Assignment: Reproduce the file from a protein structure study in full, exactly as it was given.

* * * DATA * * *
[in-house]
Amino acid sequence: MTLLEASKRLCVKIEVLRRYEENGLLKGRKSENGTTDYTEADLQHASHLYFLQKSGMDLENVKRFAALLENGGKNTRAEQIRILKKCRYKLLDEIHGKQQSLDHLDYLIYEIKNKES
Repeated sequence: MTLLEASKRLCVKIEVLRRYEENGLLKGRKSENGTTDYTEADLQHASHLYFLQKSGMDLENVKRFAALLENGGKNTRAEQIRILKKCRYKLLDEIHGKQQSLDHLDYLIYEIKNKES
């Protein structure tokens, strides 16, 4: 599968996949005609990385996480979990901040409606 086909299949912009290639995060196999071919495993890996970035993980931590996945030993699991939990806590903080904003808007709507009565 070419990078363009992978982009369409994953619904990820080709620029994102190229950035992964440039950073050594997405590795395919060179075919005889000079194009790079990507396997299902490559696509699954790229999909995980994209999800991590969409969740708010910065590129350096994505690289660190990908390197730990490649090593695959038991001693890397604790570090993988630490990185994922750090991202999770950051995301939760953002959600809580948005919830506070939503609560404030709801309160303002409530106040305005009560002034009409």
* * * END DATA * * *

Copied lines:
[in-house]
Amino acid sequence: MTLLEASKRLCVKIEVLRRYEENGLLKGRKSENGTTDYTEADLQHASHLYFLQKSGMDLENVKRFAALLENGGKNTRAEQIRILKKCRYKLLDEIHGKQQSLDHLDYLIYEIKNKES
Repeated sequence: MTLLEASKRLCVKIEVLRRYEENGLLKGRKSENGTTDYTEADLQHASHLYFLQKSGMDLENVKRFAALLENGGKNTRAEQIRILKKCRYKLLDEIHGKQQSLDHLDYLIYEIKNKES
């Protein structure tokens, strides 16, 4: 599968996949005609990385996480979990901040409606 086909299949912009290639995060196999071919495993890996970035993980931590996945030993699991939990806590903080904003808007709507009565 070419990078363009992978982009369409994953619904990820080709620029994102190229950035992964440039950073050594997405590795395919060179075919005889000079194009790079990507396997299902490559696509699954790229999909995980994209999800991590969409969740708010910065590129350096994505690289660190990908390197730990490649090593695959038991001693890397604790570090993988630490990185994922750090991202999770950051995301939760953002959600809580948005919830506070939503609560404030709801309160303002409530106040305005009560002034009409």